5 >> Make the tea
Don’t expect that your new mama friend is necessarily going to think of offering you a drink or snack when you get there. If she remembered to brush her hair, that’ll be plenty. So put on the kettle for you both or pour some juice, and maybe bring a snack to share.
6 >> Throw the laundry in
Carrying a laundry basket up and down stairs and throwing the laundry in isn’t really top priority for a new mum, and can be tricky if there has been a c-section, a babe who likes to be held all the time, etc. If you’re going to be there for an hour or two, why not throw in a load when you arrive and go change it over part-way through your visit? It seems like a small thing, but it might be that chore on her “to do” list that has been nagging her. My mum seemed to do all of our laundry every time she would come over for like the first two months – it was so luxurious not to have to think about it!
< spending time on the couch – what I did most during those first weeks >
7 >> Tidy up
I’m not talking about doing a big deep clean on your pal’s whole house, but if you notice that the dishes have piled up, or the bathroom could just use a wipe-down, why not take 10 or 15 minutes out of your visit and do it for her? She will be hugely grateful. I remember feeling way too tired and overwhelmed to clean the house, but it totally bothered me when it was untidy or dirty. We brought dinner over to some new parent friends the other day and made sure to do the dishes afterwards, wipe down the kitchen, and take the garbage and recycling out.
8 >> Leave the house
This one isn’t going to be for every situation, perhaps the new Mum is rocking her PJs and just wants to hang at home, but sometimes new mums can be having serious cabin fever but are a bit anxious about going out with the baby alone. Help her pack the baby up into the stroller or even in the car for a big outing (!), and go out with her. She’ll feel great after doing it, and will feel more confident with you there to help her. Even just a trip to the local mall or park is a big deal.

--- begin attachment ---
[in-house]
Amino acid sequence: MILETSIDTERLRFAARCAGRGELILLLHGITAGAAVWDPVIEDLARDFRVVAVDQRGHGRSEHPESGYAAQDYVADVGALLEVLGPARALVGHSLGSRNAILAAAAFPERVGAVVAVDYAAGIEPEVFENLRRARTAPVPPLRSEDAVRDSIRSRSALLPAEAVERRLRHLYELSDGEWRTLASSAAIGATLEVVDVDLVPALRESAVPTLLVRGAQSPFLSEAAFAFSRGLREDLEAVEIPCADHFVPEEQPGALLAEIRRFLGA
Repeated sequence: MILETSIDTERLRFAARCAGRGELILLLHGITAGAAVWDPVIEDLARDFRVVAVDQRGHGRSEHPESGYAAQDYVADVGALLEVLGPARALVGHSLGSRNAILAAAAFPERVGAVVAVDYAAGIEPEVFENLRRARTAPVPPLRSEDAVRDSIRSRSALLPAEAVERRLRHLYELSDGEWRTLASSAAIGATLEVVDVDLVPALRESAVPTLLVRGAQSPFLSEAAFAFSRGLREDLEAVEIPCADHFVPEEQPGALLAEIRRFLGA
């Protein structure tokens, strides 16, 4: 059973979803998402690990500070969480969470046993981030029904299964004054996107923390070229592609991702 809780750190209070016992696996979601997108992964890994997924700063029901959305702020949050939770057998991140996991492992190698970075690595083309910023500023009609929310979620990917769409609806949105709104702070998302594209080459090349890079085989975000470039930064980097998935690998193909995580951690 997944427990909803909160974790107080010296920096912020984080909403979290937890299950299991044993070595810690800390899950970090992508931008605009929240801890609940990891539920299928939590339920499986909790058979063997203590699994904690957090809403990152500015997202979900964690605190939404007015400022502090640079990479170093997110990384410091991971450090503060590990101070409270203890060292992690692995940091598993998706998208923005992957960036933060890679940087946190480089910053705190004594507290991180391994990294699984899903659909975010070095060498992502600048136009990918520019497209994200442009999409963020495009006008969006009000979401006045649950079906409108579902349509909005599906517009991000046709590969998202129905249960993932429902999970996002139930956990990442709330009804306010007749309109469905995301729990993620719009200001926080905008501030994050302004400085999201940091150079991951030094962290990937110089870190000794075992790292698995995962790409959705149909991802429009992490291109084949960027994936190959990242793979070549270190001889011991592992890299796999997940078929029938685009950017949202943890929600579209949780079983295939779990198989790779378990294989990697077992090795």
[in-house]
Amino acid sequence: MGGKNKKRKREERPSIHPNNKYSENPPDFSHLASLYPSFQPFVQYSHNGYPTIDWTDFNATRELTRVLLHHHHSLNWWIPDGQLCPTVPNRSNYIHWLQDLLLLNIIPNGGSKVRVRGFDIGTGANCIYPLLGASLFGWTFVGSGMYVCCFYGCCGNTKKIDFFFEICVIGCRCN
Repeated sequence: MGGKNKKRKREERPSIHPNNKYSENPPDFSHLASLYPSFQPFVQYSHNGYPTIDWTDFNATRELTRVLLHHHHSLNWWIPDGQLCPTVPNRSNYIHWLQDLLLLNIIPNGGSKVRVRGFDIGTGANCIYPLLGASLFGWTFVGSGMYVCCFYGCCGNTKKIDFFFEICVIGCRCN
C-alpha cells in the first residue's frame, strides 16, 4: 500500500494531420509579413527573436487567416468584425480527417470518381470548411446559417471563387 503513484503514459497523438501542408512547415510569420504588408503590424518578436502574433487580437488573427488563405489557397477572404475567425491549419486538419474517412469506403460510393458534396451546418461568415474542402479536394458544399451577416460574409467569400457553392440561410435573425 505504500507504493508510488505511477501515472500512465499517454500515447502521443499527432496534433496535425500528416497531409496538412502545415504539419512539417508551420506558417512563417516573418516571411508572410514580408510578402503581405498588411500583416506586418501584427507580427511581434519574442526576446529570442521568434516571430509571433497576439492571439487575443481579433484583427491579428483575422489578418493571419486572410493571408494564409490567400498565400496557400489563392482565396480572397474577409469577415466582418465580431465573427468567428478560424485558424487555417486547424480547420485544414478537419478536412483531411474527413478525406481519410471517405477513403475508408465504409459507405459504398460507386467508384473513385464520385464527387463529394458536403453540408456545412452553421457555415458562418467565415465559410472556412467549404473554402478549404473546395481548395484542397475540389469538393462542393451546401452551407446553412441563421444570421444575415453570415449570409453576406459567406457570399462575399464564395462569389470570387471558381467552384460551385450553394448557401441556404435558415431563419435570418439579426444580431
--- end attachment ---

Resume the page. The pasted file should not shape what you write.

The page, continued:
< my first post baby walk to the coffee shop >
9 >> Be understanding of your new friendship
Having a baby means that the dynamics of your relationships change. When you may have been able to go out easily for dinner and drinks, or to a workout class, or whatever, it’s more tricky when baby comes along. Just be understanding that she may need to schedule dates with you around naptimes, or that she might need to cancel at the last minute if she’s having a tough day with baby. It’s frustrating, but just be understanding. If you are a friend from out of town and you used to chat on the phone on a regular basis, understand that even if you don’t have that regular phone date like you used to, your pal still loves you! Even though she cares about you and really does want to know what’s going on in your life, talking on the phone during that fairly brief naptime or after the kiddo has finally gone to bed can feel exhausting. Maybe text or email with her instead in the meantime – that way she can answer at her own pace (like at the 4am feed).
< one of my best girlfriends coming over for some auntie snuggles >
10 >> Tell your friend what an amazing parent they are
When you are a new parent, it is overwhelming and you really don’t feel like you know what you are doing. I’m someone that has grown up with children all around me, and have always been really maternal, and I felt so ridiculously anxious when Maya was first born. Like had no appetite, knots in my stomach, and felt nauseous with anxiety. I thought I would be cool as a cucumber and instead I worried that I was doing everything wrong and just felt like a fish out of water. Tell your friend what a wonderful parent they are. I promise they will appreciate it.
So that’s it! I guess the most important thing of all is just to be there for your friend – however she may need you. Becoming a mum is such a life-altering thing and to have support around you, particularly in those early days, is huge.
Do you mums (and Dads?) agree with this list? Anything you would add? Anything anyone ever did for you that was particularly helpful?